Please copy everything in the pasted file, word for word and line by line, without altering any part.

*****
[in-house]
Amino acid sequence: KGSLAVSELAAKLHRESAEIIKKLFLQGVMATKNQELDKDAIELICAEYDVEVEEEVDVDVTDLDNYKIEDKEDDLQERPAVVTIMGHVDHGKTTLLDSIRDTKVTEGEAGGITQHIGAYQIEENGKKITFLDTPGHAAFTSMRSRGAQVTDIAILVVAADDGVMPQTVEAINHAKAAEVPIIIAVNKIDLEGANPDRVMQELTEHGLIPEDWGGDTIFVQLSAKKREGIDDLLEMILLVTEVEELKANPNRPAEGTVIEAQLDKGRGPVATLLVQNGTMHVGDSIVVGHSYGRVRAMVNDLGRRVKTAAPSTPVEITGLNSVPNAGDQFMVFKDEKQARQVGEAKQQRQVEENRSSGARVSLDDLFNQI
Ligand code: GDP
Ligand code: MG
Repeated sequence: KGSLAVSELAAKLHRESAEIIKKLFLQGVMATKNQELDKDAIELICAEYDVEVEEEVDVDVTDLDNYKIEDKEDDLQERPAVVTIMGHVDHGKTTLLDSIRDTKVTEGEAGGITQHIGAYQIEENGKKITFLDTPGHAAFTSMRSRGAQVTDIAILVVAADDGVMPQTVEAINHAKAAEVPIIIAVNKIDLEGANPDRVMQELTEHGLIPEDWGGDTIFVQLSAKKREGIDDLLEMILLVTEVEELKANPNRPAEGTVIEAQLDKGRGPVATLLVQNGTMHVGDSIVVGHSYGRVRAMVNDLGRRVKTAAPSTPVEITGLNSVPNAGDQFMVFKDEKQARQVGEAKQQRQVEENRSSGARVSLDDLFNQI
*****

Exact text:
[in-house]
Amino acid sequence: KGSLAVSELAAKLHRESAEIIKKLFLQGVMATKNQELDKDAIELICAEYDVEVEEEVDVDVTDLDNYKIEDKEDDLQERPAVVTIMGHVDHGKTTLLDSIRDTKVTEGEAGGITQHIGAYQIEENGKKITFLDTPGHAAFTSMRSRGAQVTDIAILVVAADDGVMPQTVEAINHAKAAEVPIIIAVNKIDLEGANPDRVMQELTEHGLIPEDWGGDTIFVQLSAKKREGIDDLLEMILLVTEVEELKANPNRPAEGTVIEAQLDKGRGPVATLLVQNGTMHVGDSIVVGHSYGRVRAMVNDLGRRVKTAAPSTPVEITGLNSVPNAGDQFMVFKDEKQARQVGEAKQQRQVEENRSSGARVSLDDLFNQI
Ligand code: GDP
Ligand code: MG
Repeated sequence: KGSLAVSELAAKLHRESAEIIKKLFLQGVMATKNQELDKDAIELICAEYDVEVEEEVDVDVTDLDNYKIEDKEDDLQERPAVVTIMGHVDHGKTTLLDSIRDTKVTEGEAGGITQHIGAYQIEENGKKITFLDTPGHAAFTSMRSRGAQVTDIAILVVAADDGVMPQTVEAINHAKAAEVPIIIAVNKIDLEGANPDRVMQELTEHGLIPEDWGGDTIFVQLSAKKREGIDDLLEMILLVTEVEELKANPNRPAEGTVIEAQLDKGRGPVATLLVQNGTMHVGDSIVVGHSYGRVRAMVNDLGRRVKTAAPSTPVEITGLNSVPNAGDQFMVFKDEKQARQVGEAKQQRQVEENRSSGARVSLDDLFNQI